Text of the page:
• Reimaging the system
• Restoring the entire system using a full system backup from before the backdoor infection
• Reformatting and reinstalling the system

Backdoors and What They Mean to You

This is what Jesper M. Johansson at Microsoft TechNet has to say: Help: I Got Hacked. Now What Do I Do?.

The only way to clean a compromised system is to flatten and rebuild. That’s right. If you have a system that has been completely compromised, the only thing you can do is to flatten the system (reformat the system disk) and rebuild it from scratch (reinstall Windows and your applications).


Important Note:: If your computer was used for online banking, has credit card information or other sensitive data on it, all passwords should be changed immediately to include those used for banking, email, eBay, paypal and any online activities which require a username and password. You should consider them to be compromised and change passwords from a clean computer, not the infected one. If not, an attacker may get the new passwords and transaction information. Banking and credit card institutions should be notified immediately of the possible security breach. Failure to notify your financial institution and local law enforcement can result in refusal to reimburse funds lost due to fraud or similar criminal activity. If using a router, you need to reset it with a strong logon/password so the malware cannot gain control before connecting again.
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#3 markthompson

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Posted 07 June 2011 - 08:22 AM

Oh bloody hell...

Quietman - thanks for your time. I shall look for a new computer I guess.... :(

#4 quietman7

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Posted 07 June 2011 - 09:50 AM

You can always try to reformat and reinstall Windows.

If you're not sure how to do that, please review:These links include specific step-by-step instructions with screenshots:Vista users can refer to these instructions:Windows 7 users can refer to these instructions:Don't forget you will have to go to Microsoft Update and apply all Windows security patches after reformatting.

Note: If you're using an IBM, Sony, HP, Compaq, Toshiba, Gateway or Dell machine, you may not have an original CD Disk. By policy Microsoft no longer allows OEM manufactures to include the original Windows XP CD-ROM on computers sold with Windows preinstalled. Instead, most computers manufactured and sold by OEM vendors come with a vendor-specific Recovery Disk or Recovery Partition for performing a clean "factory restore" that will reformat your hard drive, remove all data and restore the computer to the state it was in when you first purchased it. Also be sure to read Technology Advisory Recovery Media. If the recovery partition has become infected, you will need to contact the manufacturer, explain what happened and ask them to send full recovery disks to use instead. If you lost or misplaced your recover disks, again you can contact and advise the manufacturer. In many cases they will send replacements as part of their support.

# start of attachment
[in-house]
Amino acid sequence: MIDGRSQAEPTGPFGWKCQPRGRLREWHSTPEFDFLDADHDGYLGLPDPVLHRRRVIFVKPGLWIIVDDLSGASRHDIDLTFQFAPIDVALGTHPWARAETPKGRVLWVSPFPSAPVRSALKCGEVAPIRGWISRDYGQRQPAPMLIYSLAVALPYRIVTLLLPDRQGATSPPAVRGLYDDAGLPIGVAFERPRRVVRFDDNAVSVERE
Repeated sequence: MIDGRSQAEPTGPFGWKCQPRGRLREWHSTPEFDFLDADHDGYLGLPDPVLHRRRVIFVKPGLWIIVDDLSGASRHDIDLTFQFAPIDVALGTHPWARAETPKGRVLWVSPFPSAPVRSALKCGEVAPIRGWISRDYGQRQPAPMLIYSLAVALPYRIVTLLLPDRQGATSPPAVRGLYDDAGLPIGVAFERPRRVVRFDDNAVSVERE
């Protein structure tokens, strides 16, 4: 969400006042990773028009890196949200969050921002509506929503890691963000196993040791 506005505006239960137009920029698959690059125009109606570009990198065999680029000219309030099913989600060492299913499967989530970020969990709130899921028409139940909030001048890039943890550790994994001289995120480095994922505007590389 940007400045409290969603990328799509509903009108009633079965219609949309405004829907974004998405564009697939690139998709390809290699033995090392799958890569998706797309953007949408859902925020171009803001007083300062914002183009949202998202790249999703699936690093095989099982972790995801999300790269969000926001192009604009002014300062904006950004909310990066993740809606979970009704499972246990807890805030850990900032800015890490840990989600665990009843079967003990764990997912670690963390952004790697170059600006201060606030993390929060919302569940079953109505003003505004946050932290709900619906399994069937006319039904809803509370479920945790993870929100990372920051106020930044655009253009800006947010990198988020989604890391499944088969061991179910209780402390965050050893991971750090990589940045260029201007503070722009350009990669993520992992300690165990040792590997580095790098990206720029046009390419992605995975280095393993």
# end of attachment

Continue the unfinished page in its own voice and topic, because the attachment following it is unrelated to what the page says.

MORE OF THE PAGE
If you have made a disk image with an imaging tool (i.e. Acronis True Image, Drive Image, Ghost, Macrium Reflect, etc.) before your system was infected, then using it is another option. Disk Imaging allows you to take a complete snapshot (image) of your hard disk which can be used for system recovery in case of a hard disk disaster or malware resistent to disinfection. The image is an exact, byte-by-byte copy of an entire hard drive (partition or logical disk) which can be used to restore your system at a later time to the exact same state the system was when you imaged the disk or partition. Essentially, it will restore the computer to the state it was in when the image was made. You will then have to reinstall all programs that you added afterwards. This includes all security updates and patches from Microsoft.

If you need additional assistance with reformatting, partitioning or reinstalling the OS, you can start a new topic in the Operating Systems Subforums.
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#5 markthompson

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Posted 07 June 2011 - 10:32 AM

For what it's worth it's ramnit.G

I think it's main hidey-hole (I think that's the technical term) is in my new version of IE7. Have tried to download IE9 but it won't let me.

think this is -

Can't download any new patches and I can't uninstall IE (doesn't appear in the list)....
It launches ie without prompting (can see it in task manager)

Will reboot and see where that gets me...

Thanks again for your help...